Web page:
Monday, December 2, 2013

ONE OF MY ALL-TIME FAVORITES: 1978 EDDIE MURRAY ROOKIE CARD

Today I'd like to profile another of my all-time favorite cards: 1978 Topps Eddie Murray (#36) rookie card.
God I love this card!
The colors, the great image of the young star, the rookie cup at the bottom. It was perfect!
What a cock-sure look on the young slugger's face, coming off a rookie of the year season in 1977 which saw him slug 27 homers with 88 runs batted in while hitting at a .283 pace.
Take a look:
 
An all-time classic rookie card!
 
That rookie season was ONLY the beginning for Murray, as he would go on to become one of the most consistent hitters in baseball history over the course of the next 21 years.
From 1977 through 1996, TWENTY YEARS, Murray would never drive in less than 76 runs in any season, including six 100+ and six 90+ seasons.
In those twenty years, he'd also hit 20+ homers 16 times, and would finish with eight top five finishes in M.V.P. voting!
A little known bit regarding Murray and his amazing career: In 1990 he would lead the Major Leagues in batting with a .330 average, yet never get credit for a title since Willie McGee hit .335 for the Cardinals before getting traded to the A's, where he would only hit .274, lowering his season average to .324 combined.
But as it is, his .335 average is what counts towards the N.L. title, with George Brett hitting .329 to lead the American league, leaving Murray with the odd fate of having the highest batting average for the 1990 season without winning the title.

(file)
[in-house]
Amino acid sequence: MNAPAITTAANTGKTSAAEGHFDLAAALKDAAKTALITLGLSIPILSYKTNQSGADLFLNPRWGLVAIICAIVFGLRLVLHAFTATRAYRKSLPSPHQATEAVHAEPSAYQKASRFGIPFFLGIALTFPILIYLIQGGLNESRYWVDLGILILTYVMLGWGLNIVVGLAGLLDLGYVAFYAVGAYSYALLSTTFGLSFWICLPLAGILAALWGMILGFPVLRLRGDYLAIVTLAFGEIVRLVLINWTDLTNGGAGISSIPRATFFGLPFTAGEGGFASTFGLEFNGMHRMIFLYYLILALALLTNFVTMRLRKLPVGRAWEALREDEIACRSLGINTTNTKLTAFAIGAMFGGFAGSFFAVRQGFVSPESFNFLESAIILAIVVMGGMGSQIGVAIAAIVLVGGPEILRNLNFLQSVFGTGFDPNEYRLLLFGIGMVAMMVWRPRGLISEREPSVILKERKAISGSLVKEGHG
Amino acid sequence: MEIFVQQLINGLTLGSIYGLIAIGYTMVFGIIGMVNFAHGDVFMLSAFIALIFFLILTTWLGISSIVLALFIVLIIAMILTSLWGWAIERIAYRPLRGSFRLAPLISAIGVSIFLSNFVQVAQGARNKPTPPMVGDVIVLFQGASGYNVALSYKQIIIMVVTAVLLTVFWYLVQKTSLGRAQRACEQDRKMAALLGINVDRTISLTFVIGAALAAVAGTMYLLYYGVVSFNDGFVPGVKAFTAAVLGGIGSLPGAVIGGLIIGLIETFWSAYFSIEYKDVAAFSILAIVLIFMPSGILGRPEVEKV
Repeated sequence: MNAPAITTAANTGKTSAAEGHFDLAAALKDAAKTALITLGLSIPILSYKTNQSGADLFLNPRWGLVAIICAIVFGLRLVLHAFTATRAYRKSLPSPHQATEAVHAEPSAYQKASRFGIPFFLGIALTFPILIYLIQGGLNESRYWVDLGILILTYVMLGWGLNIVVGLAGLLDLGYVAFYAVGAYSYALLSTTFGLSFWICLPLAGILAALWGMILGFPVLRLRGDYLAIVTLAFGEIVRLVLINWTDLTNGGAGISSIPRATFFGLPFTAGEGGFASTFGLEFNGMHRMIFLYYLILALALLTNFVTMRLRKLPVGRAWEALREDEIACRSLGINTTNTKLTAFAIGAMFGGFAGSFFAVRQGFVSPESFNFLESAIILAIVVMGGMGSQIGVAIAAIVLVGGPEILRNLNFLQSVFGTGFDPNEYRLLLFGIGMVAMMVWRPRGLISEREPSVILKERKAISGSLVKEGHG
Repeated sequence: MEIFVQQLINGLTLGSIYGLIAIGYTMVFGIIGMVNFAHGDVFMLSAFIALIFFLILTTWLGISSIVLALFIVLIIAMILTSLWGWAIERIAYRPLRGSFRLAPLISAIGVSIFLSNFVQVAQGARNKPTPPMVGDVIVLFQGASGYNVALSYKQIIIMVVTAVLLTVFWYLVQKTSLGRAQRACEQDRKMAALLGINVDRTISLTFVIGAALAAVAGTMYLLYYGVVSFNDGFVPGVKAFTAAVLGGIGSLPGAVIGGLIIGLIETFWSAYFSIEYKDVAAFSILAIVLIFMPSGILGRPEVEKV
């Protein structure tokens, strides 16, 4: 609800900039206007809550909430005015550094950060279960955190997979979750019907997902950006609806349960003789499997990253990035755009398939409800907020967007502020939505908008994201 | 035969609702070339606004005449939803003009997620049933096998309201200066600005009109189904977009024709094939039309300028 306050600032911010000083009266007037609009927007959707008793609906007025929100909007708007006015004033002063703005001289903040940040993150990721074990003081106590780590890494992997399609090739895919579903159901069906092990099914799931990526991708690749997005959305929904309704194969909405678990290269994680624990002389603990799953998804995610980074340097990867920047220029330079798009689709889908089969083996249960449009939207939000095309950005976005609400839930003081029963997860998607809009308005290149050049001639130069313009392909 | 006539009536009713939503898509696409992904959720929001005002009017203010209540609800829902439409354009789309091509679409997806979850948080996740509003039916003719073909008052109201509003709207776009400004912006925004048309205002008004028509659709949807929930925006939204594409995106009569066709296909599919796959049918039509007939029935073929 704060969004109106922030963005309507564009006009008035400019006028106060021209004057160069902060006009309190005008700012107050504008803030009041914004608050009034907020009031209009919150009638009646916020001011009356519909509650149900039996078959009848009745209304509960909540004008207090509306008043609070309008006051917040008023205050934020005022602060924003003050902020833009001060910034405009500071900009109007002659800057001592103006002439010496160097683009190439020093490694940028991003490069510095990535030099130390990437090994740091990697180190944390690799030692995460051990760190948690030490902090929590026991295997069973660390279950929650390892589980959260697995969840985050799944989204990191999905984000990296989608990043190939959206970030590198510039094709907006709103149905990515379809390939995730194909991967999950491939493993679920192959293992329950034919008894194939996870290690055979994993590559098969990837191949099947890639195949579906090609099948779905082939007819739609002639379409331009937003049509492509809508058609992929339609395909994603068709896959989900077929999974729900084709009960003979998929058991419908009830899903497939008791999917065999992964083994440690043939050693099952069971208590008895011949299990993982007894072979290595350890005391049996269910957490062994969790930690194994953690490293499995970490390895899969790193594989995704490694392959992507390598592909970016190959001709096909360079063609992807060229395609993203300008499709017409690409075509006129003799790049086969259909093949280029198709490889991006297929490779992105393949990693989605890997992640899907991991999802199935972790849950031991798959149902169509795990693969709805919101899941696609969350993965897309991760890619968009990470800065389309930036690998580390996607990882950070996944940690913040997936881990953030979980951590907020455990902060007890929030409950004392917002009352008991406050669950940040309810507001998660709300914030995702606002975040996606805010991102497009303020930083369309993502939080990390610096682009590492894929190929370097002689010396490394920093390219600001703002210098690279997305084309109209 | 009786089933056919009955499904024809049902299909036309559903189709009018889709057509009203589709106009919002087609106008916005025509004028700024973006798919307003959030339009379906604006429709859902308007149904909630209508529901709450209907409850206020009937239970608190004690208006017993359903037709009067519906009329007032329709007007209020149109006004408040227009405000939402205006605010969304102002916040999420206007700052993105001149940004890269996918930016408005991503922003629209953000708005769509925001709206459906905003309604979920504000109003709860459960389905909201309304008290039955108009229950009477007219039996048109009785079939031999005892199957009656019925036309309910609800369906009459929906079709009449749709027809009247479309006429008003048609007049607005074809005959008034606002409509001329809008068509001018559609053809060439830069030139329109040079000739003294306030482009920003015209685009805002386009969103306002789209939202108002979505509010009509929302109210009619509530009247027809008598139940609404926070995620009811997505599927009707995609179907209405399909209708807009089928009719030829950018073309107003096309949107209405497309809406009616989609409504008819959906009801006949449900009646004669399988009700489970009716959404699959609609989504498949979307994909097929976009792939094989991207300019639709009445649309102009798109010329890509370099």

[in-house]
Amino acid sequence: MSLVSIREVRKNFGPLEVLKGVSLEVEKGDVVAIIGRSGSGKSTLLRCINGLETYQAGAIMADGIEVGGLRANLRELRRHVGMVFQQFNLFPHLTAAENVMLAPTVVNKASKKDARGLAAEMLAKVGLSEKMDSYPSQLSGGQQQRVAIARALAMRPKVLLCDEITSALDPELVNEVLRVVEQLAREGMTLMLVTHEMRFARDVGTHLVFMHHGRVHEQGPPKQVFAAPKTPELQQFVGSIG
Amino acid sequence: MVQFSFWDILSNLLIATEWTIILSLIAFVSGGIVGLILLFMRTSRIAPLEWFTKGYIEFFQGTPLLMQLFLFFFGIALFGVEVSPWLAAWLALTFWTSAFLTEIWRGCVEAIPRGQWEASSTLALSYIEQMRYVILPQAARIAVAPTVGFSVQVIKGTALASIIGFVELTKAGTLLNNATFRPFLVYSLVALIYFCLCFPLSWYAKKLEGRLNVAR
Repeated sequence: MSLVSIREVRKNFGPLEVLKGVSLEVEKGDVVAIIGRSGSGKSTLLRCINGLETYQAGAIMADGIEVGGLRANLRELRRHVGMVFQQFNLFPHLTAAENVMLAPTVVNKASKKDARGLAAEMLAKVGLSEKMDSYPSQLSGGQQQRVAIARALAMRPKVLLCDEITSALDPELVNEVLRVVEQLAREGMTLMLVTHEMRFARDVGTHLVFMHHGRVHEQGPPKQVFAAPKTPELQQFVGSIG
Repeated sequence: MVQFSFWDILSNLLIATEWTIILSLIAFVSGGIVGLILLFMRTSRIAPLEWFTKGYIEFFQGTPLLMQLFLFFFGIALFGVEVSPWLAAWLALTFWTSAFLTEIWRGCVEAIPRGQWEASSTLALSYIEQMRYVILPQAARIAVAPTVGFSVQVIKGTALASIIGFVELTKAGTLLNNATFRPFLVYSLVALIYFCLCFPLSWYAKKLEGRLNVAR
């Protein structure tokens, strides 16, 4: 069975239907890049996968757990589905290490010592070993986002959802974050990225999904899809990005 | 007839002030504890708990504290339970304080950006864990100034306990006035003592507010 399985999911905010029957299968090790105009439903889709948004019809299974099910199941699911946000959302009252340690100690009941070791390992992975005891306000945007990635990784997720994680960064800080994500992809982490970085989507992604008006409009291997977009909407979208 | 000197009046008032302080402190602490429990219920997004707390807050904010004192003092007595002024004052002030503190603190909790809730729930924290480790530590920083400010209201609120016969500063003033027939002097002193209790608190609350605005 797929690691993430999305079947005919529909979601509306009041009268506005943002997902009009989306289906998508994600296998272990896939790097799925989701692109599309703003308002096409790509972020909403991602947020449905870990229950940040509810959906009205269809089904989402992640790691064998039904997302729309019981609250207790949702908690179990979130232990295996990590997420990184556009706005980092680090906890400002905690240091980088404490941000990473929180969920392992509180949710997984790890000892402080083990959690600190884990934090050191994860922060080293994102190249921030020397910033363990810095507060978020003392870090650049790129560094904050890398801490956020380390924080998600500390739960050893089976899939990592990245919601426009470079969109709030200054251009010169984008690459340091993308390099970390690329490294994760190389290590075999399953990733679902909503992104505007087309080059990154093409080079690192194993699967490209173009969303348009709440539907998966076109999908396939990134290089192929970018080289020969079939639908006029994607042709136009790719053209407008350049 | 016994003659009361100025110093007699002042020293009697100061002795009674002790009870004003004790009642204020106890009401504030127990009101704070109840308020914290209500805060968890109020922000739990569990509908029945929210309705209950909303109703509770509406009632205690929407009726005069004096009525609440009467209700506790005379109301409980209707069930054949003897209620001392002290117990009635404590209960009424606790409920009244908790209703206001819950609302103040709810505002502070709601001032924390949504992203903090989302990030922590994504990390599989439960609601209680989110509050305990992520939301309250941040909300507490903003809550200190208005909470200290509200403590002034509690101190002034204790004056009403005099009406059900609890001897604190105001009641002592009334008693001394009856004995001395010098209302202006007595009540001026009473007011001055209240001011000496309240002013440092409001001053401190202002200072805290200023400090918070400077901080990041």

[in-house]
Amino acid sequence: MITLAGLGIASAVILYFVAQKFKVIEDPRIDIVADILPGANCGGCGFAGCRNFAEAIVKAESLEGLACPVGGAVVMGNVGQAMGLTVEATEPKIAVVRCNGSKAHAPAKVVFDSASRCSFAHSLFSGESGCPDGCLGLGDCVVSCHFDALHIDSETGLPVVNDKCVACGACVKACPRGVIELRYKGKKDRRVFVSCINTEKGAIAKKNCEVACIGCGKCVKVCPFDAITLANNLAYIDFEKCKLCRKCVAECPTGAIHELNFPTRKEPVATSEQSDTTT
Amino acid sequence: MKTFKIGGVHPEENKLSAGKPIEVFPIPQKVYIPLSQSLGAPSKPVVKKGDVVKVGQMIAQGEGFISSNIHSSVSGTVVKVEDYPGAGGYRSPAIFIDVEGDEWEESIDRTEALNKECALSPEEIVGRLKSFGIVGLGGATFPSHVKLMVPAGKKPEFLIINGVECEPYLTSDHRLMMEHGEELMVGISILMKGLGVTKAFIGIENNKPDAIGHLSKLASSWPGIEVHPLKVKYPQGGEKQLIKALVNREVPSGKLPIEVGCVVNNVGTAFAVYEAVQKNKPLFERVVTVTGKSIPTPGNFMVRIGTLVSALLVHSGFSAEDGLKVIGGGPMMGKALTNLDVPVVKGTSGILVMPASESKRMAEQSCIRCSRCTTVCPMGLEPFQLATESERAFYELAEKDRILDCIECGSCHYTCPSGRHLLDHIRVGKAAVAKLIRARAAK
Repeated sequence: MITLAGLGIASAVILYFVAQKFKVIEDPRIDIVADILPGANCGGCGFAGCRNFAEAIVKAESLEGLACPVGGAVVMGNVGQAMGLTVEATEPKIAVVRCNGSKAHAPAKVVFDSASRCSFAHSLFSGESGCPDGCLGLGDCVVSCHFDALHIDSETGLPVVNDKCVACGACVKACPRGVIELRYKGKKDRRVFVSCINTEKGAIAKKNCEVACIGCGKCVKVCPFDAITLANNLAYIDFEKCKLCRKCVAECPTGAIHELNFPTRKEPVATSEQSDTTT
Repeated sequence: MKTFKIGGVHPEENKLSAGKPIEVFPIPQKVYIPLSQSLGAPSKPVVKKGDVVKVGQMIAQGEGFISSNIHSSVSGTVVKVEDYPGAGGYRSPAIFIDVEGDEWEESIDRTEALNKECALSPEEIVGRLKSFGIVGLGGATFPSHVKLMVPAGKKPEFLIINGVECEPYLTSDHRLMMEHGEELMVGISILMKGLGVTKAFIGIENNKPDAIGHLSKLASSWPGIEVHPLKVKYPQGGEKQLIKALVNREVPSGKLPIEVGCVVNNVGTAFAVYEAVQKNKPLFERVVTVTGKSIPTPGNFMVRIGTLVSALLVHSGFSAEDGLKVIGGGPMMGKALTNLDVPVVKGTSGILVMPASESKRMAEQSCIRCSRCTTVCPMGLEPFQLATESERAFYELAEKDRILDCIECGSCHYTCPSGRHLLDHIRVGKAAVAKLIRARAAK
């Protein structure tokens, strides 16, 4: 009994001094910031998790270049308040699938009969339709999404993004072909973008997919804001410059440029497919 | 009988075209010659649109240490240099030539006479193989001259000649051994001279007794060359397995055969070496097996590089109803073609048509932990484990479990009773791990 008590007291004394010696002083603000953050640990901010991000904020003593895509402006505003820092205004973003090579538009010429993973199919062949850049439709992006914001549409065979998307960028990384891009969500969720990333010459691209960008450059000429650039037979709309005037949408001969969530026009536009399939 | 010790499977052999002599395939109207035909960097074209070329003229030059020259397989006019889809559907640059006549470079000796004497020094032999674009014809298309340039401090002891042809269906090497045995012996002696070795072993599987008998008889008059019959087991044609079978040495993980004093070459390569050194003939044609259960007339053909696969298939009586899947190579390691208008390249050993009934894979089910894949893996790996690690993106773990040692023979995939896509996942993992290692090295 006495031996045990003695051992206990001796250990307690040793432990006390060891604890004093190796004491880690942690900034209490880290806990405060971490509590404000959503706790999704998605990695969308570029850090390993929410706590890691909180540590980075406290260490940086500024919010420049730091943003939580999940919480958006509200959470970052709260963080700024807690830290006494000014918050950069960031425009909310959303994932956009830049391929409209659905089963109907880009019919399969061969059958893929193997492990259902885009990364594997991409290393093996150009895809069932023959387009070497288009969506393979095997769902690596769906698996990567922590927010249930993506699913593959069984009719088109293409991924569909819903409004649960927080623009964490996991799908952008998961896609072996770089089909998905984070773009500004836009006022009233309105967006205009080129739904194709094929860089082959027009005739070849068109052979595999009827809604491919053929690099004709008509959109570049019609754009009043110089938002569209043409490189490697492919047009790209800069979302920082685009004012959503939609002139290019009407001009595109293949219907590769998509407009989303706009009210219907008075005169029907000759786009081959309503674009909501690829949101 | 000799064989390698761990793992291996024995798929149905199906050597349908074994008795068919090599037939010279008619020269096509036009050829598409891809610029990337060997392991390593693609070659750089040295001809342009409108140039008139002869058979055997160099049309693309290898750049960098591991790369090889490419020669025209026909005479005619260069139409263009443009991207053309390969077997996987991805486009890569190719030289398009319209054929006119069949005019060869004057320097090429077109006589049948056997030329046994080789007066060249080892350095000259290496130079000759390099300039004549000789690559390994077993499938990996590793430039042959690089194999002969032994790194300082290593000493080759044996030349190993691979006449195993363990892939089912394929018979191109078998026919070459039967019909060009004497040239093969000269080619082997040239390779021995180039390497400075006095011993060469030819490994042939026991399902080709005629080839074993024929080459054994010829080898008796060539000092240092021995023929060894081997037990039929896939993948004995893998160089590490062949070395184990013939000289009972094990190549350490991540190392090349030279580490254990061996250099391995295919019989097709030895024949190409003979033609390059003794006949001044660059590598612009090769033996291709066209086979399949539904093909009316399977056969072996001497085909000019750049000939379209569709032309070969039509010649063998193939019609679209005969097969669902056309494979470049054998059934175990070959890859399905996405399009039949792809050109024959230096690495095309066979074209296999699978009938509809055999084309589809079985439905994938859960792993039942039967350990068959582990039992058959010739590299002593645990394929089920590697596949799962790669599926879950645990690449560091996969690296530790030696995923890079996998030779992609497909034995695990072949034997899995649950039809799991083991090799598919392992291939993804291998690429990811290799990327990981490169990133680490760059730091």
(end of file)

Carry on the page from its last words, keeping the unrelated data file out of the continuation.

Seems like the perfect example of Murray's career: a guy who basically stayed in the shadows, producing year after year without much fanfare, while guys like Cal Ripken, Robin Yount and Willie McGee took the spotlight and awards by season's end.
But when it was all said and done, Eddie Murray put together a monster of a Hall of Fame career, hitting 504 home runs, driving in 1917 runs, scoring 1627 of them himself, and totaling 3255 hits!
After hanging them up in 1997, he was an easy inductee to the Hall of Fame in 2003, getting named on 423 of 496 ballots.
It only leaves me wondering what sportswriters left him OFF the ballot!
The whole "unanimous" paranoia of Hall of Fame voting leaves me shaking my head every time…

No comments:

Post a Comment

FOLLOW ME ON TWITTER...

@wthballs
Everything baseball: cards, events, history and more.